Chef Katie Button brought Asheville national attention as one of the hot Southern cities to visit, with her restaurants Cúrate (creative tapas with a Southern twist) and her more easily booked Nightbell (locally driven small plates and craft cocktails). Today, chefs such as John Fleer (the farm-to-table Rhubarb and, more recently, The Rhu), Elliott Moss (barbecue and much more at Buxton Hall Barbecue), John Stehling (made-from-scratch Southern staples at Early Girl Eatery and chicken and waffles at King Daddy’s Chicken & Wagffles), Justin Burdett (Southern fare at Local Provisions) and many others continue to carry the torch.

French Broad Chocolate Lounge in Asheville

Photo: Exploreasheville.com

A taste of the thriving honey scene is easy to enjoy at Tupelo Honey Café; the Asheville Bee Charmer shop, which stocks anything and everything bees and honey; the French Broad Chocolate Lounge, the delectable candies of which are made with local wildflower honey; or at any one of dozens of tailgate markets held in and around Asheville.

Asheville’s beer scene is equally diverse. Old favorites like the Highland Brewing Company and the Green Man Brewery share tap space with relative newcomers like Wicked Weed Brewing and Burial Beer Co. A great way to sample several breweries and beers is through one of the Asheville Brews Cruise’s several offerings. Those who want to take a bigger bite out of Asheville will want to take a tour with Asheville Food Tours or Eating Asheville, or head there in August for the growing Asheville Wine & Food Festival.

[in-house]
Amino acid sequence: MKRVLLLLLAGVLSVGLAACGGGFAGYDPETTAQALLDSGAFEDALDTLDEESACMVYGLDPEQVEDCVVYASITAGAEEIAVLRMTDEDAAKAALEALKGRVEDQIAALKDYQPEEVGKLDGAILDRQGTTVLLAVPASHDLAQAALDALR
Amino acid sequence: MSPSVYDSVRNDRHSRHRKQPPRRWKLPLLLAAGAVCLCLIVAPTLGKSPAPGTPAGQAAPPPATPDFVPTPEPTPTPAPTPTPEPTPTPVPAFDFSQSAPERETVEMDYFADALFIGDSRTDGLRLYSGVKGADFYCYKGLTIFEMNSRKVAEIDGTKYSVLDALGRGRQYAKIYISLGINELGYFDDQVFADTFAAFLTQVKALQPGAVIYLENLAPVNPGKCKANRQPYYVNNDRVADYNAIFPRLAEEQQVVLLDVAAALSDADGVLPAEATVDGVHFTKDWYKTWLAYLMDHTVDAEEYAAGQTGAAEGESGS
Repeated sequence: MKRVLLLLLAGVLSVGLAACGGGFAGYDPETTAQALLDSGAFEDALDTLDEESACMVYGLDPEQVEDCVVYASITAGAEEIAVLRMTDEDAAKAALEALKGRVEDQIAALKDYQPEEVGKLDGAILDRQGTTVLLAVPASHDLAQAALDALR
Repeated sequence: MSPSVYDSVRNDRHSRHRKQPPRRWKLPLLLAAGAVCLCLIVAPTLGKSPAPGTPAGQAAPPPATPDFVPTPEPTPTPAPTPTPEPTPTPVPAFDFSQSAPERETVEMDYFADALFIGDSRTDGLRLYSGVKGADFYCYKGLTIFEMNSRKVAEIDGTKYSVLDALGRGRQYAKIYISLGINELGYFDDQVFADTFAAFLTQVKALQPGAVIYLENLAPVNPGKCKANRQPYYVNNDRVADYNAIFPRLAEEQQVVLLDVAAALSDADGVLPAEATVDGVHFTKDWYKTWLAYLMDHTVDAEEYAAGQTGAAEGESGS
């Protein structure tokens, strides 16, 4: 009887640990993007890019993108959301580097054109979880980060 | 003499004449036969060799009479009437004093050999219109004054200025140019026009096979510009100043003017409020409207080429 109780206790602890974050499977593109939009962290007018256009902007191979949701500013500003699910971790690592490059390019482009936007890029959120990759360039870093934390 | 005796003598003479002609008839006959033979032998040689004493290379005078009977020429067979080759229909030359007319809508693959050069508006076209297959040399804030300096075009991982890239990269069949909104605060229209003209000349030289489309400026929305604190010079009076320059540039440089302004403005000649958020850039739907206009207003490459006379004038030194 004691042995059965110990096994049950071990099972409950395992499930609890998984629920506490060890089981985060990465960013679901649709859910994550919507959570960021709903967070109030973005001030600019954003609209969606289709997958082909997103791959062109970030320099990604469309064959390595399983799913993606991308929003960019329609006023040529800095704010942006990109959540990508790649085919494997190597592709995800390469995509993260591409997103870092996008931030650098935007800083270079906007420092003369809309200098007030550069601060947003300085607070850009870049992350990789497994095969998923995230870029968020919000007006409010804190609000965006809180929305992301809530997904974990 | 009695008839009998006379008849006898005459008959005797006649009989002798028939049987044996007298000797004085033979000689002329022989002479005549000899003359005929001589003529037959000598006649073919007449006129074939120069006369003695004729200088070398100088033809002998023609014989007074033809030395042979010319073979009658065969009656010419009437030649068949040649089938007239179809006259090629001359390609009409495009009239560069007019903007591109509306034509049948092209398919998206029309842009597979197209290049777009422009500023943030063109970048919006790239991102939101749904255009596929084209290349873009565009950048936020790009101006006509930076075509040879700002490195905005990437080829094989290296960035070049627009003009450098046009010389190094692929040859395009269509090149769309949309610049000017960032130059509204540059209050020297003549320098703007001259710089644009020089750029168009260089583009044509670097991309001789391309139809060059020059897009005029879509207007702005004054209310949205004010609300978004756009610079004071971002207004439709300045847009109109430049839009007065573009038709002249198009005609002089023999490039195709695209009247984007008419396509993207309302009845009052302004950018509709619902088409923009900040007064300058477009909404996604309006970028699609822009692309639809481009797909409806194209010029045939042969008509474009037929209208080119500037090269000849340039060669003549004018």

Hot chicken at Hattie B’s in Nashville

Photo: Joseph Woodley

Nashville

Known as Noshville to foodies thanks its the hotter-than-a-cast-iron-skillet dining scene, Music City chefs have lots of country-cookin’ soul. Sean Brock chose Nashville for the second location of his Charleston fine-dining landmark Husk. (Greenville, South Carolina, and Savannah are up next.) More recently, star chef and Chopped judge Maneet Chauhan selected Nashville for her first restaurant, Chauhan Ale & Masala House, which serves up a unique, Indian-style take on the classic Southern meat-and-three.

City House chef Tandy Wilson

Photo: Andrea Behrends

Other hot items include the famous hot chicken at Prince’s, Hattie B’s and elsewhere (ask a million locals, and you’ll get a million opinions on which is best); the creative biscuits and more at Biscuit Love; pizzas, pastas and homemade sausages featuring Southern ingredients at City House; a modern take on classic European cuisine served in a chic shipping container in the über-cool Gulch neighborhood at The 404 Kitchen; and, of course, the classic meat-and-three at Arnold’s Country Kitchen.